Health Indicator Report of Alcohol - Alcohol-related Motor Vehicle Traffic Crash (MVTC) Death
Alcohol-related motor vehicle traffic crash (AR-MVTC) death has historically been the leading cause of alcohol-related injury death. Nonetheless, AR-MVTC deaths provide a hopeful example of a substance-related health outcome that has been successfully reduced by using a public health approach, both nationally and in New Mexico. From 1982 through 2010, in response to a wide range of policy and preventive interventions, New Mexico's alcohol-impaired motor vehicle traffic crash (AI-MVTC) fatality rate declined more dramatically than the US rate, decreasing 83% and dropping New Mexico from first to tenth among states in AI-MVTC fatalities per 100,000 population. In terms of deaths per 100 million vehicle miles traveled (VMT), New Mexico's AI-MVTC fatality rate in 2015 (0.38) was one-sixth what it was in 1982 (2.4). Furthermore, a comprehensive AR-MVTC prevention campaign in place from 2005-2009 was successful in reinitiating rate decreases that had been stalled since the late 1990s. From 2004 to 2012 New Mexico's AI-MVTC fatality rate per 100 million VMT dropped 42%. Rates increased slightly in 2014 and dropped back in 2015. (2016 data not available at the NHTSA website yet.)
NotesRates are age-adjusted to the 2000 US standard population. Source: Fatality Analysis Reporting System (FARS), National Highway Traffic Safety Administration (NHTSA)
- New Mexico Death Data: Bureau of Vital Records and Health Statistics (BVRHS), New Mexico Department of Health.
- Population Estimates: University of New Mexico, Geospatial and Population Studies (GPS) Program, http://gps.unm.edu/.
- U.S. Data Source: Centers for Disease Control and Prevention, National Center for Health Statistics, ]http://www.cdc.gov/nchs/]
Data Interpretation IssuesAccording to the CDC's Alcohol-Related Disease Impact (ARDI) website (http://apps.nccd.cdc.gov/ardi/Homepage.aspx), there are 54 causes of death considered to be at least partially attributable to alcohol. These include 35 alcohol-related chronic diseases (e.g., liver cirrhosis, alcohol dependence); and 19 alcohol-related injuries (e.g., motor vehicle crashes, poisonings, falls, homicide, suicide). Alcohol-related deaths are estimated by multiplying the total number of deaths in a cause-of-death category by the percent of deaths in that category that are considered to be caused by alcohol. This percent, the so-called alcohol attributable fraction (AAF), can vary from 100% for causes of death that are completely related to alcohol use (e.g., alcoholic liver disease, alcohol poisoning); to less than 100% for causes that are only sometimes related to alcohol use. For example, per CDC ARDI, the AAF for portal hypertension is 40%. This means that 40% of deaths from portal hypertension are considered to be caused by alcohol use. The AAF for homicide is 47% and for suicide is 23%. The AAF for alcohol-related motor vehicle crashes is age- and gender-specific, ranging from 49% for males ages 25-34 to 8% for females ages 65 and over. For more information on the AAFs used here see the CDC ARDI Methods webpage (http://apps.nccd.cdc.gov/ardi/AboutARDIMethods.htm).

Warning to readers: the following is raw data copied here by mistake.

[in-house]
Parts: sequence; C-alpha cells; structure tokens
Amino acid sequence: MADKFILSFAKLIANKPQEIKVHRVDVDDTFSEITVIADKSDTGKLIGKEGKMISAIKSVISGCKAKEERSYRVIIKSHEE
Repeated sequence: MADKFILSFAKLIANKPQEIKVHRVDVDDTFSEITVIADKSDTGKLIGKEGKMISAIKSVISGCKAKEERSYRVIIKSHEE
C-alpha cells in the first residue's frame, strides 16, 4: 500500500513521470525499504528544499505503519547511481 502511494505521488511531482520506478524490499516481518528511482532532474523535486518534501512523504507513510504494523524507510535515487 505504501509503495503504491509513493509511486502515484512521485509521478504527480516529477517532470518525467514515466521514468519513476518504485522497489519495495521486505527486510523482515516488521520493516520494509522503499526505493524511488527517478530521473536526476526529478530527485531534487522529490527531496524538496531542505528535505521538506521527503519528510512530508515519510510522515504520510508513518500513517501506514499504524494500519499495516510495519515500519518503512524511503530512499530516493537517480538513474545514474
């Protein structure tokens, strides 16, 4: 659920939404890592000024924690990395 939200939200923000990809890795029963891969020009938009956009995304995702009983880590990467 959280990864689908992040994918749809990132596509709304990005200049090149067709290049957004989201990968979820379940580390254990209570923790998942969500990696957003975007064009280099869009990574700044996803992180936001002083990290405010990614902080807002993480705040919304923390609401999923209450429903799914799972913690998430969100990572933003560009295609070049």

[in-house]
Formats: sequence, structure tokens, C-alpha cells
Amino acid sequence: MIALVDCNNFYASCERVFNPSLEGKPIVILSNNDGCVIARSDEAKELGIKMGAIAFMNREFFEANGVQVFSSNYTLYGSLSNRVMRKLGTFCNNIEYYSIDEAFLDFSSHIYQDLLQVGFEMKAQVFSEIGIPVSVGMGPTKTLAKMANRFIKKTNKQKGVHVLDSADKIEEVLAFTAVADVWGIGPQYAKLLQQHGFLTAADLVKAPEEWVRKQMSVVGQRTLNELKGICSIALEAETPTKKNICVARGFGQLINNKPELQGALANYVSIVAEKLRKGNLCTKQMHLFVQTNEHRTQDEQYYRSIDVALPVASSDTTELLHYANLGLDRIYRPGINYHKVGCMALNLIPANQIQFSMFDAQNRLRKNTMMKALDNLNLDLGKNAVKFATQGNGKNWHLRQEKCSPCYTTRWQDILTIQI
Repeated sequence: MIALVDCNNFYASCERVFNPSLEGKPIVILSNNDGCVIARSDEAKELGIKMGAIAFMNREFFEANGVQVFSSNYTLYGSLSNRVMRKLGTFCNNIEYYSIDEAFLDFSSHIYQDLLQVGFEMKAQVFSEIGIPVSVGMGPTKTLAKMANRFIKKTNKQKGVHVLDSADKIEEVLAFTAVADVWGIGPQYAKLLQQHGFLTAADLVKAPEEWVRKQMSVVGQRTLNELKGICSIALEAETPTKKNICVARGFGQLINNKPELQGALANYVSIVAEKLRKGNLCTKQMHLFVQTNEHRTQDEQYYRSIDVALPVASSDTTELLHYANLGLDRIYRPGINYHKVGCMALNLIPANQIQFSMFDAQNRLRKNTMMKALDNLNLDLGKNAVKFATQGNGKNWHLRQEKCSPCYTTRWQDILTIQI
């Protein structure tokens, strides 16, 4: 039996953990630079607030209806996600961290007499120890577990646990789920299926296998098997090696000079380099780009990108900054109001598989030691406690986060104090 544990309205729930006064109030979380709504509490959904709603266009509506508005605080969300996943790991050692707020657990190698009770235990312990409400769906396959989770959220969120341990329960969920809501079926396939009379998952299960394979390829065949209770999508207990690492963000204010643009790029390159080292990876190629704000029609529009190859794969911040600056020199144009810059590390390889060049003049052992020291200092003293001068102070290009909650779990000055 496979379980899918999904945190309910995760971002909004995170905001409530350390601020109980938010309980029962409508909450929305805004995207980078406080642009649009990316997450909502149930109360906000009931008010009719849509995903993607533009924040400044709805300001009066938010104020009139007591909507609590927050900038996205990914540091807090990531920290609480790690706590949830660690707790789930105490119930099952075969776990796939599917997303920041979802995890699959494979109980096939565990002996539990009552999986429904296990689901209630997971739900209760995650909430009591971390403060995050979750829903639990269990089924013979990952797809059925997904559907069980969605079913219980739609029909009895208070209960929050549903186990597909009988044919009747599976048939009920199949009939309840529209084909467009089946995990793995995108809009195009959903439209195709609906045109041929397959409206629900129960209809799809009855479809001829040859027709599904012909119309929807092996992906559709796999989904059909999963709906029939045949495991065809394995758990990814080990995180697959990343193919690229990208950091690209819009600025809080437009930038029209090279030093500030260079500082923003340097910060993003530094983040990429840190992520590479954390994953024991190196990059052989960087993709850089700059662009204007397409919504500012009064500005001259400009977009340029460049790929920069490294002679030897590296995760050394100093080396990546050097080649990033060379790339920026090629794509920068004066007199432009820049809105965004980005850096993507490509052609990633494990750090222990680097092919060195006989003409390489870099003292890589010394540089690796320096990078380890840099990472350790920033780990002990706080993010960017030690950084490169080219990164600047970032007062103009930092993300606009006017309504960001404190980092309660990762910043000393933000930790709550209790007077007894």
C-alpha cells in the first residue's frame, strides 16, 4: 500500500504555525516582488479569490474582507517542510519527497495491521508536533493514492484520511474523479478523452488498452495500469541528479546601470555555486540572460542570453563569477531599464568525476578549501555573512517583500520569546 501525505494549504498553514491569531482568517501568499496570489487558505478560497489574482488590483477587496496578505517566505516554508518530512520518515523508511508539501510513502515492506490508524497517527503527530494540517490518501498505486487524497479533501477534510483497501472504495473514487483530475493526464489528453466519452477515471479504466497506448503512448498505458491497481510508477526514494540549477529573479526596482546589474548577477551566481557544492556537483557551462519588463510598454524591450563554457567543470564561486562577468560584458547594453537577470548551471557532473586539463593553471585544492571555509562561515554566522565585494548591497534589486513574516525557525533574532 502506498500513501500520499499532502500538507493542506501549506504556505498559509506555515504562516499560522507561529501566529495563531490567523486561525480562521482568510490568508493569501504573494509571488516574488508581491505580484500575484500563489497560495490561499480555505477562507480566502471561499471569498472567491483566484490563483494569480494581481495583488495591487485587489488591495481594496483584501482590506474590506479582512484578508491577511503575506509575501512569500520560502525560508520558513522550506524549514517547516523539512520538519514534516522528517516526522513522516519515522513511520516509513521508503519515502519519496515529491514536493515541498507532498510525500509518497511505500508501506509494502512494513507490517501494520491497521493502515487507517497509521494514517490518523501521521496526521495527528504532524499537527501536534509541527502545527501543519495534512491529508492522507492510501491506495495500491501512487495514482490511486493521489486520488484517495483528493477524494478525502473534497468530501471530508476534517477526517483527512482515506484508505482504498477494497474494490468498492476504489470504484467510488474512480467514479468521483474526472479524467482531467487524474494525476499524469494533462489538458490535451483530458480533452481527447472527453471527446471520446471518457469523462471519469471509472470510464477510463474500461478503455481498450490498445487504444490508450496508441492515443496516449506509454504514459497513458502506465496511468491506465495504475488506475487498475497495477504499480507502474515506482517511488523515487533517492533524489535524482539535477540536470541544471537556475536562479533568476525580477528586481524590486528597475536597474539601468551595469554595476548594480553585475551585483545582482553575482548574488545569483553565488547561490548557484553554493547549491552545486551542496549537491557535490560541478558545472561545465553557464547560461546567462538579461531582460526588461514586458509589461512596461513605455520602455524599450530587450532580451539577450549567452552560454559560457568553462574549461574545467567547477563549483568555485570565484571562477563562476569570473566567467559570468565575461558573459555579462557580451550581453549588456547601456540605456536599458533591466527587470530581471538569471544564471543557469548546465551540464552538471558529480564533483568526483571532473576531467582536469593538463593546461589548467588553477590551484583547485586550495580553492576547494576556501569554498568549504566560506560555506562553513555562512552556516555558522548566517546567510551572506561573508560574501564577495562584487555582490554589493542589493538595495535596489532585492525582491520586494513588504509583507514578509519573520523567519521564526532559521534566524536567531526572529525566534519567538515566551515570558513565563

DefinitionAlcohol-related motor vehicle traffic crash deaths estimated based on CDC ARDI alcohol-attributable fractions (BAC>=0.10)
NumeratorNumber of alcohol-related MVTC deaths in New Mexico
DenominatorNew Mexico Population
Healthy People Objective: SA-17, Decrease the rate of alcohol-impaired driving (.08+ blood alcohol content [BAC]) fatalitiesU.S. Target: 0.38 deaths per 100 million vehicle miles traveled
Other ObjectivesSubstance Abuse Epidemiology Report Indicator
Available ServicesDoctors, nurses and other health professionals should screen all adult patients and counsel those who drink too much to drink less. This is called alcohol screening and brief intervention (A-SBI). A-SBI can reduce how much alcohol a person drinks on an occasion by 25%. A-SBI is recommended by the U.S. Preventive Services Task Force (USPSTF), the Community Preventive Services Task Force (Community Guide), the Centers for Disease Control and Prevention (CDC), the National Institute on Alcohol Abuse and Alcoholism (NIAAA), Substance Abuse and Mental Health Services Administration (SAMHSA), and the World Health Organization (WHO). For more information on A-SBI, please the CDC vital signs website: www.cdc.gov/vitalsigns/alcohol-screening-counseling/index.html
Page Content Updated On 11/20/2018, Published on 03/19/2019